[lug] Bacula

D. Stimits stimits at comcast.net
Sat Sep 17 10:36:45 MDT 2005

Alan Robertson wrote:
> George Sexton wrote:
>>> -----Original Message-----
>>> From: lug-bounces at lug.boulder.co.us 
>>> [mailto:lug-bounces at lug.boulder.co.us] On Behalf Of Alan Robertson
>>> Sent: Wednesday, September 14, 2005 10:50 PM
>>> To: Boulder (Colorado) Linux Users Group -- General Mailing List
>>> Subject: Re: [lug] Bacula
>>> A simple example:
>>>     If you want to back up 10 million small files, that means
>>>     probably 10 million inserts to a database - which is a HUGE
>>>     amount of work - and incredibly slow when compared to writing a
>>>     10 million records to a flat file.
>>>     And when you recycle a backup, that means 10 million deletions.
>> Actually, for the single backup case, your argument is sound. For the 
>> second
>> backup, it's wrong. Consider a table structure:
>> BackedUpFiles
>> -------------
>> File_ID
>> FileName
>> Size
>> Owner
>> Attributes
>> Date
> AND very importantly you need a reference count - or you can never 
> delete anything from this relation.  And, this relation has to be 
> indexed by anything you want to search on.  This includes AT LEAST the 
> file id, and the combination of (FileName, Size, Owner, Attributes, Date 
> and MD5sum).  Or you could add another field which you might 
> attribute_sum which is the md5 sum of all the fields except the 
> reference count.

Ok, this is not practical info, I'm just musing, so skip this if you are 
looking for practical info. This is just for people who are entertained 
by odd uses of software.

This whole thing reminds me of version control systems. I was just 
thinking it'd be interesting if you could take a version control system 
(any will do if it handles binary files and sym links and other special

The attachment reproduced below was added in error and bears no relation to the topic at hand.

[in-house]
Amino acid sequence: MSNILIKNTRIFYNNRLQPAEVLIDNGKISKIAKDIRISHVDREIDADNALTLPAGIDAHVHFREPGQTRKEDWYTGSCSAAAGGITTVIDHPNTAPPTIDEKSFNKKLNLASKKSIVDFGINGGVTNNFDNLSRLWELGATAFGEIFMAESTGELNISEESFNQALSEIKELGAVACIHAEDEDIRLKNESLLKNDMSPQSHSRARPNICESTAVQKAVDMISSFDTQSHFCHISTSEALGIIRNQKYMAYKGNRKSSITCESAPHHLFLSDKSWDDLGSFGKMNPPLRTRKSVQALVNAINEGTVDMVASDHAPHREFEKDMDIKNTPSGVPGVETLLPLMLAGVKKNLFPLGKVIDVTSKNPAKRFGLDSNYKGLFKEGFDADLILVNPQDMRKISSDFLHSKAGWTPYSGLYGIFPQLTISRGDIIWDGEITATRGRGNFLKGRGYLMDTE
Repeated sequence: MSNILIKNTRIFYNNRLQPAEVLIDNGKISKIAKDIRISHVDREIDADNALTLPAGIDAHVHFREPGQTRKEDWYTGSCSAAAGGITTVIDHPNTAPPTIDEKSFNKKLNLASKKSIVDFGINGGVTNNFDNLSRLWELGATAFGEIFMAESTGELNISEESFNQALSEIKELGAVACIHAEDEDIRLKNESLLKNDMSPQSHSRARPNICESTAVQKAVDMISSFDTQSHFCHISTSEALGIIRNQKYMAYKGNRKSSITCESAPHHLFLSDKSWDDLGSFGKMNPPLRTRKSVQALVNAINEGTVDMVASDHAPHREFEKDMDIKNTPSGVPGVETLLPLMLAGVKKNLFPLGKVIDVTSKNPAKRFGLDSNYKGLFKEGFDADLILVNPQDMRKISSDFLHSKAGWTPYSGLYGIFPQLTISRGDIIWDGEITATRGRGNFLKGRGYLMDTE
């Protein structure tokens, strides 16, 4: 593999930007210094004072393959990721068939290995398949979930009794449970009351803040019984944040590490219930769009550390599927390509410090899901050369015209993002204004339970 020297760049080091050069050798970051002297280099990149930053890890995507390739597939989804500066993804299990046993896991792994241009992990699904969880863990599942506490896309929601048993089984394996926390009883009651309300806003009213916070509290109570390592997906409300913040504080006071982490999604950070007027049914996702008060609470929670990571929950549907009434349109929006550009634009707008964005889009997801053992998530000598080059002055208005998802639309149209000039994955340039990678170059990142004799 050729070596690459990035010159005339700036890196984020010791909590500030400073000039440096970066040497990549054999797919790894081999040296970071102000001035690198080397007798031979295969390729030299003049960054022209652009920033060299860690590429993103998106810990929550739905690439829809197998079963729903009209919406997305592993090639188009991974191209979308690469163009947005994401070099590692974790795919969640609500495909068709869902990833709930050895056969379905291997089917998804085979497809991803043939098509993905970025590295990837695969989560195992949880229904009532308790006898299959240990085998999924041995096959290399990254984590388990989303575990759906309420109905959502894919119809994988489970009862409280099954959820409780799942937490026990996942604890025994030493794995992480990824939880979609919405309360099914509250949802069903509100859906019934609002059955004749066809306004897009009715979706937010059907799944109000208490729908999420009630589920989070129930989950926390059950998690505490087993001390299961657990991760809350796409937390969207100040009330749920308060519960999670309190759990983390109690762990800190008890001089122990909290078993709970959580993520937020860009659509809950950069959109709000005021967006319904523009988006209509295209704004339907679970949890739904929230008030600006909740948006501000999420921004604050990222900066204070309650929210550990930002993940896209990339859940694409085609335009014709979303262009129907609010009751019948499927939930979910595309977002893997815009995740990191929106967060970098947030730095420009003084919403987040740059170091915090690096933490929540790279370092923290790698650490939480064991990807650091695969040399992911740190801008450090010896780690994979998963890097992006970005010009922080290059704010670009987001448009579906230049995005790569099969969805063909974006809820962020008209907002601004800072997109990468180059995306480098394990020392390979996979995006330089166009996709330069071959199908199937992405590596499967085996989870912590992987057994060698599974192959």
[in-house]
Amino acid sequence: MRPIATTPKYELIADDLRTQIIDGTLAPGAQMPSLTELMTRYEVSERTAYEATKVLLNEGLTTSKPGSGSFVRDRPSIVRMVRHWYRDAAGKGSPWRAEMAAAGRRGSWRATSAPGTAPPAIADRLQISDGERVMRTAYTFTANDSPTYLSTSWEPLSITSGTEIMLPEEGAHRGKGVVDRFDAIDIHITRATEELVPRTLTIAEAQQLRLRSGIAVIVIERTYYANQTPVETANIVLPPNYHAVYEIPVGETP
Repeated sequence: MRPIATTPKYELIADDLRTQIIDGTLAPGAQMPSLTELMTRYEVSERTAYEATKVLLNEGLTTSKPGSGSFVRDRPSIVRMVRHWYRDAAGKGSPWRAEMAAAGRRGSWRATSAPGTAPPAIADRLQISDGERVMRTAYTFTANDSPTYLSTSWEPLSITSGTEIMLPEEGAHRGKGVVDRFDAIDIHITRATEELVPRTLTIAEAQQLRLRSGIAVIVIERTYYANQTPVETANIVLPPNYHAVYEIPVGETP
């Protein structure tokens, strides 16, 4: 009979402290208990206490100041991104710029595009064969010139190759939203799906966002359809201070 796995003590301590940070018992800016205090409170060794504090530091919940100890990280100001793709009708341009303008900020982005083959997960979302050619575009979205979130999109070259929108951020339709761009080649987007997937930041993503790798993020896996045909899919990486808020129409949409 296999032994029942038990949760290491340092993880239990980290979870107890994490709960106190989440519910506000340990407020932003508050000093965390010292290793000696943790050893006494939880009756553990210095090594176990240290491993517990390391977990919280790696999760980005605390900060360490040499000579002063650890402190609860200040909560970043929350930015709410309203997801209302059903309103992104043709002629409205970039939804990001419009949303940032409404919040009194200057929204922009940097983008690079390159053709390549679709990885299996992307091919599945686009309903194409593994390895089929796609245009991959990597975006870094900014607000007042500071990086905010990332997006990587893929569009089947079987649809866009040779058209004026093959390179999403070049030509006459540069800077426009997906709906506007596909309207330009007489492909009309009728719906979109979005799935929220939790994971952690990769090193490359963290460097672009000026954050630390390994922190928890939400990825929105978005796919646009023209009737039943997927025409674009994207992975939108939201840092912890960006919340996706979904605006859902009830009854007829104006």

file types), and check in the entire operating system to a repository, 
and then create new installs via checking it out. The new installs would 
be a working copy. An incremental backup would merely be a commit 
operation. Most repositories also have an ability to do some sort of 
trigger under some operations, so for example you could cause a checkout 
to a given MAC address to configure certain things different than 
checkouts to a different MAC address...like hardware lists and network 
config. The hard part would be that the computer that acts as the 
working copy (the day-to-day computer being backed up) would be littered 
with metadata subdirectories, or other metadata, such as a .svn 
subdirectory; but if you could turn the metadata into an overlay 
filesystem that exists only at the moment of using a repository command, 
then the original filesystem would not even need the metadata. A central 
repository could even be updated via something like yum, and machines 
being backed up could be updated via a typical repository update 
command. The advantage for updating this way would be for large 
commercial environments using a uniform install that mainly needs minor 
variations. One could even think of things like creating repository 
exports on NFS for diskless stuff.

D. Stimits, stimits AT comcast DOT net

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